Bland quotes recent N.C. Department of Commerce stats for Brunswick County: 130,000 residents with a median age of 52. Only 50,000 are working. Only 1,900, or 2 percent, know how to build anything. “This is scary,” he says. Bland blames perception for much of the problem, and so do others. “Part of the problem is that students, their families and high school guidance counselors are so focused on attaining a four-year degree that they don’t explore other options, Talbot Gee of Heating, Air-conditioning and Refrigeration Distributors International (HARDI) trade association told writer Matthew Dembicki for Community College Daily. To reach students and their parents, HARDI has made a documentary that follows the careers of several young people in trade jobs. The group hopes the film will be available on Netflix later this year. If the problem persists, Gee expects price increases. Air-conditioning, for example, could move “from a staple technology to a luxury item,” he says. “It’s American for parents to tell their kids they need to do better,” Bland says. “Considering the potential lifetime earnings possible in construction, we may be doing our kids a disservice. There is a career ladder, but they don’t see it. You don’t just hammer shingles until you die. There are opportunities to grow and supervise and make a strong living wage.”
Betsy Braddock, owner of Braddock Built Renovations, agrees. She is always looking for employees in her business. “Years ago, our parents and grandparents told us that everyone who wanted to succeed in this country had to get a four-year degree at minimum,” she says. “We almost frowned upon anybody in the labor field. So we’ve done this to ourselves. We’ve got to undo it ourselves.” Braddock says she’s on a mission to make construction sexy again. “I started in this company from the bottom,” she says. “I worked on job sites, I picked up trash. I’ve learned every piece of this business along the way. That’s the best way, with the hands-on initiative that you’re going to be successful. We can’t be afraid to get dirty and to work hard. We’ve got to take pride in the hard work that it requires to move forward in this county.”
Braddock is past president of the Brunswick County Home Builders Association and co-founder of the Woodsong Scholarship for Construction Careers through BCC Foundation. The neighborhood of Woodsong originally created its annual arts event, Woodsong Porch and Art Stroll, in conjunction with Sunset River Marketplace artists to showcase the community, but the event quickly morphed into a fundraising effort. With the close of the fifth event in April 2019, the community had exceeded $40,000 raised for trades education and support. Now potential students need to step up and accept the grant funds. “I’m excited about the grant and Pathways to Progress because it meets an immediate need we have in Brunswick County,” says Dr. Gene Smith, president of BCC. “We are one of the fastest-growing counties in the nation, requiring infrastructure and homes and people to provide those places and repair those places in which people reside.”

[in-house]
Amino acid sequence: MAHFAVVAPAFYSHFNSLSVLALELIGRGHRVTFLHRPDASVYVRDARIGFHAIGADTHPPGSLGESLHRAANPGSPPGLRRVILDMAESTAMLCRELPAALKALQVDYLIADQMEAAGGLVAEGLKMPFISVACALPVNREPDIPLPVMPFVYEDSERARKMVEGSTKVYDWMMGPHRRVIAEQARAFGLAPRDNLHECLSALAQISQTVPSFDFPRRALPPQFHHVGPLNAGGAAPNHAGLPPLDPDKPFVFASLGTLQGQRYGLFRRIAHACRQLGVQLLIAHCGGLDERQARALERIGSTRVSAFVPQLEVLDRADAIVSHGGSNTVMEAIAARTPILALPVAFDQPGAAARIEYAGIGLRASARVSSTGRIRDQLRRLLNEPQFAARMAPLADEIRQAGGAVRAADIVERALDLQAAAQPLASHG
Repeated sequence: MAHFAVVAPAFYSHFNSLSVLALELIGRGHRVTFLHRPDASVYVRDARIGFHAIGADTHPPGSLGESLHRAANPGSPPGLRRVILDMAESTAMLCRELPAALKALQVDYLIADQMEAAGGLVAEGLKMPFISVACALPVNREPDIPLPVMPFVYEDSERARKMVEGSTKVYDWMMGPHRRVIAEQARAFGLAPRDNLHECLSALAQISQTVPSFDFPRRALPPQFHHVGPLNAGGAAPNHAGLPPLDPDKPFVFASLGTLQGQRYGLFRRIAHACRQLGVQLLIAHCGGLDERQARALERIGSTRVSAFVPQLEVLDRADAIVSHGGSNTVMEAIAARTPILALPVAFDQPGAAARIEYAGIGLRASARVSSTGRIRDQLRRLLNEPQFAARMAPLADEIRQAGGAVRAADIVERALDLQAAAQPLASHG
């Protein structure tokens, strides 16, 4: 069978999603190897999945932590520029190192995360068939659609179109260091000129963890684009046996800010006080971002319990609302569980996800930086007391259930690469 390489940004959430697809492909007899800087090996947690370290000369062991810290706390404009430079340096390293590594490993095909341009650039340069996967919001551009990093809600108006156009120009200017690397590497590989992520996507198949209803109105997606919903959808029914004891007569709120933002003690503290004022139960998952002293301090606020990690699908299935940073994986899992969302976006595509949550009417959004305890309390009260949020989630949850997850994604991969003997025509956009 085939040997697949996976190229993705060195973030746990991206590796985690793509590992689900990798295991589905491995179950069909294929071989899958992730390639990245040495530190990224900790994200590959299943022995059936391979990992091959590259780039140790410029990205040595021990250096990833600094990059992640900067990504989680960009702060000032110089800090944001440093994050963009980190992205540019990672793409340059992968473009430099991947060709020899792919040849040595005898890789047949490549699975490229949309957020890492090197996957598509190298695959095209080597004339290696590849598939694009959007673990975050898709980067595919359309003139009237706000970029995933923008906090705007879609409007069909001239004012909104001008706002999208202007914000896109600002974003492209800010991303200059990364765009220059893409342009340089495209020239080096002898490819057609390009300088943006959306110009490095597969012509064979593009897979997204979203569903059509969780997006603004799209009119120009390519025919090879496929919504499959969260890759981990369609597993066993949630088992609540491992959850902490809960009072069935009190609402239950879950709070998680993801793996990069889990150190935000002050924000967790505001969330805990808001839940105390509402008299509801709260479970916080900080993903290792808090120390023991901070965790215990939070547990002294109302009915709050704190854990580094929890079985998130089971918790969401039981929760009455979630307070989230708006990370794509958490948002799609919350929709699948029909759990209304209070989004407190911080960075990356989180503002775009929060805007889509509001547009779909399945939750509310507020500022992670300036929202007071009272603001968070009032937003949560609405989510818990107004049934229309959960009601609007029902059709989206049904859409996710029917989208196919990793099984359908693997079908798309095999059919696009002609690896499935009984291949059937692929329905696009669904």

Smith says that since moving here in January, he has heard in every corner of the county the need for skilled employees in all of the trades of construction technology. “Pathways to Progress will remove the financial barrier for folks to receive the schooling necessary to help Brunswick County to continue to grow,” he says.
Smith emphasizes that the program is for anyone who is interested in getting a good job in a reasonably short period of time and to any business whose employees need additional skills training. It is important, he says, for students in middle school and high school to begin thinking of this as a possible career path and for the adult population to understand the opportunities that exist in these various fields. “As people gain the skill sets in these areas, there are great possibilities in entrepreneurship to start their own successful business,” Smith says.
Want to join the Pathways to Progress?
Inquiries about the Pathways to Progress construction workforce program and partnership opportunities at Brunswick Community College can contact:
Onya Gardner, dean of continuing education/workforce development, at (910) 755-7490
Greg Bland, vice president of continuing education/workforce development, at (910) 755-7374
For more information about Brunswick Community College go to brunswickcc.edu.